• John’s role in technical pre-sales often involves bringing in specialists, so it is already not him who is doing everything.
      • John takes pride in facilitating the specialist interaction and helping to keep follow ups on track while holding others responsible for things they should own.
      • In a way John was already there. He had to realize this was the case and incorporate that into the pride he took in the process, making it as easy as possible for someone else to orchestrate these processes in his absence.
      • Someone who carries the ball in your stead may not do things the exact same way as you but could still help make progress toward the goal. It is always good to have more than one person looking at something.
      • A colleague may be better at the execution while you’re better at the setup, which could contribute to deeper collaboration at a later time.
      • John has a lot of pride when someone asks him for an account transfer meeting. He sits down with the person to make sure they have all the information needed to hit the ground running.
      • This goes back to personal brand and what John wants his brand to be. When someone looks at the content John produced for an account he’s covering and can get an 80% understanding of things, it speaks volumes to the quality of John’s work and dedication to helping others.
    • The experience with account hand offs in the past helped prepare John to transition active work to others when he want on parental leave.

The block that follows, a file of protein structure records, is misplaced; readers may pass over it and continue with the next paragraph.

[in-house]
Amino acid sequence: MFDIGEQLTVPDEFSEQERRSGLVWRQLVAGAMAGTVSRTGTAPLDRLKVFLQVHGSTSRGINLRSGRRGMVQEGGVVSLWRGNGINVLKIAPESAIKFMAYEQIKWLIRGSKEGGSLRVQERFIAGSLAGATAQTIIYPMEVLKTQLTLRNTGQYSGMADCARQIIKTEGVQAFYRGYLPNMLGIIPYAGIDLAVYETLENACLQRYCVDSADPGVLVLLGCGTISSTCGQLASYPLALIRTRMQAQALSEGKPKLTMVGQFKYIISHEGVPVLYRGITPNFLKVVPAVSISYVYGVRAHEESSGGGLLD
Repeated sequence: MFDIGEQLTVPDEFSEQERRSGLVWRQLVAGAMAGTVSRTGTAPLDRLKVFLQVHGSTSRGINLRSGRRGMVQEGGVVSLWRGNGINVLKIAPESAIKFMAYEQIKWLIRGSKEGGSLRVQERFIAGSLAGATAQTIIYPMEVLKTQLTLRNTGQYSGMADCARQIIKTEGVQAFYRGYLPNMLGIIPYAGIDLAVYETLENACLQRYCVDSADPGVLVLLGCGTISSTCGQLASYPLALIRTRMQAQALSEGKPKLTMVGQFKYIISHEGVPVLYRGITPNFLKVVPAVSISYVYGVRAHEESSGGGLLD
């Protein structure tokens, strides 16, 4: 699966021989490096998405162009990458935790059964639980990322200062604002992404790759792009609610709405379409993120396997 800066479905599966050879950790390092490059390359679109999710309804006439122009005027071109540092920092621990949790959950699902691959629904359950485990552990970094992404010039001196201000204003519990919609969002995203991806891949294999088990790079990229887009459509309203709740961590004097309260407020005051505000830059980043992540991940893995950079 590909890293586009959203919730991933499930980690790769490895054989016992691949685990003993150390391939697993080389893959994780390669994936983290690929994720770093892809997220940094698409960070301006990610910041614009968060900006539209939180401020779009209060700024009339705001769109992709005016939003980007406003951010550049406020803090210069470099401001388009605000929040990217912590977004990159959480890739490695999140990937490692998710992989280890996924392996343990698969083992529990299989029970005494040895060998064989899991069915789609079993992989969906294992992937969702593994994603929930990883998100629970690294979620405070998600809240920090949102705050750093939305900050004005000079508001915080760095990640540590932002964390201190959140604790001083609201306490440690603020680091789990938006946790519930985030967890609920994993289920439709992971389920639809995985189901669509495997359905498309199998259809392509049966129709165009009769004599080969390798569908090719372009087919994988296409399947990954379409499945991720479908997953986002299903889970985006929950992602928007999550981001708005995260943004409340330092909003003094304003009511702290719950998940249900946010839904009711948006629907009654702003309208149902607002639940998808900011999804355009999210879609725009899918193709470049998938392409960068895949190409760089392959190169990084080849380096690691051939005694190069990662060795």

35:25 – Return to Work

  • John’s understanding of parental leave is that you aren’t guaranteed to walk back into the same job necessarily. You’re guaranteed a job at the same seniority level with a similar title and responsibilities.
    • He theoretically could have been moved to different team covering a different set of accounts.
    • This could have happened without going on leave, actually. Sometimes that is part of the job.
  • Coming back, John knew he would need to ease back into things since he had been out of touch for a while.
    • The account rep who owned the accounts and the technical resource covering for John had multiple meetings per week to talk about planning and coordination.
    • John let them know he would start joining some of these meetings even before being officially back. John sat in on these calls with the rule that he would not take any action items but would give feedback.
    • Nick likes the boundary to set intent. It’s too easy to get sucked into more if you don’t do something like this. John gave himself the ability to say no to requests by doing this.
  • John had to accept the fact that his team may have changed composition or that he might not be the primary person covering the open tasks / projects for the same accounts moving forward.
    • That should be fine.
  • What about motivation in coming back?
    • One part is have I done enough at home to help with my child and my family? You have to gauge whether you have taken enough time off.
      • John had a generous amount of time to take off and was able to do it in multiple chunks.
      • He had originally scheduled 8 weeks but ended up taking 10 total necessary because of the need to support his family).
      • Knowing that he and his wife were aligned on the amount of support needed and available was a great thing.